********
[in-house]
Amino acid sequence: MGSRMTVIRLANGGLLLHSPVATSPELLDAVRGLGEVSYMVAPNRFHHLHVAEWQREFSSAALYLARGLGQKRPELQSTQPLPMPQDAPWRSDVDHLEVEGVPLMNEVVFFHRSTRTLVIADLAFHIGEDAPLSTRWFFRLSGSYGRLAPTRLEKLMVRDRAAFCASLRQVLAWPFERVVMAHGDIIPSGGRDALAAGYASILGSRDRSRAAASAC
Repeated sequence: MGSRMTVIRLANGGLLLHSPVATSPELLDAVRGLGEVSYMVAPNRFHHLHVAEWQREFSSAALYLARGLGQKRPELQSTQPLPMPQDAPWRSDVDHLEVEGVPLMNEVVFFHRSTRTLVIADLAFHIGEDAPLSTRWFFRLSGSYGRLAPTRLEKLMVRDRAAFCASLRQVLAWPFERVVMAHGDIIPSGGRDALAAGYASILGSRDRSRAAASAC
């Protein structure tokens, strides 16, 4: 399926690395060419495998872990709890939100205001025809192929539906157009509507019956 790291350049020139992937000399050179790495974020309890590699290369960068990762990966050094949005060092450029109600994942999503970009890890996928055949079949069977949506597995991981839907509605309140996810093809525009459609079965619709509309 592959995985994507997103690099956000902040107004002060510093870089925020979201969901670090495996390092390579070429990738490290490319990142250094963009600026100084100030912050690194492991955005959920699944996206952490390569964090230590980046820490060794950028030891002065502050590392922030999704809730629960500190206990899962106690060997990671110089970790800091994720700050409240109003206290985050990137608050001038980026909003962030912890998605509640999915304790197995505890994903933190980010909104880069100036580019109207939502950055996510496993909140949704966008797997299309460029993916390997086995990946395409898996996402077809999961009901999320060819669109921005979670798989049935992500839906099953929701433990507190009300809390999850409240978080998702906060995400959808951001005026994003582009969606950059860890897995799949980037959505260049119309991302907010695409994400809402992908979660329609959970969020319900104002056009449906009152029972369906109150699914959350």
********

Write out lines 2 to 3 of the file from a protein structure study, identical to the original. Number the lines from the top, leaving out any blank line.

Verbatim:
Amino acid sequence: MGSRMTVIRLANGGLLLHSPVATSPELLDAVRGLGEVSYMVAPNRFHHLHVAEWQREFSSAALYLARGLGQKRPELQSTQPLPMPQDAPWRSDVDHLEVEGVPLMNEVVFFHRSTRTLVIADLAFHIGEDAPLSTRWFFRLSGSYGRLAPTRLEKLMVRDRAAFCASLRQVLAWPFERVVMAHGDIIPSGGRDALAAGYASILGSRDRSRAAASAC
Repeated sequence: MGSRMTVIRLANGGLLLHSPVATSPELLDAVRGLGEVSYMVAPNRFHHLHVAEWQREFSSAALYLARGLGQKRPELQSTQPLPMPQDAPWRSDVDHLEVEGVPLMNEVVFFHRSTRTLVIADLAFHIGEDAPLSTRWFFRLSGSYGRLAPTRLEKLMVRDRAAFCASLRQVLAWPFERVVMAHGDIIPSGGRDALAAGYASILGSRDRSRAAASAC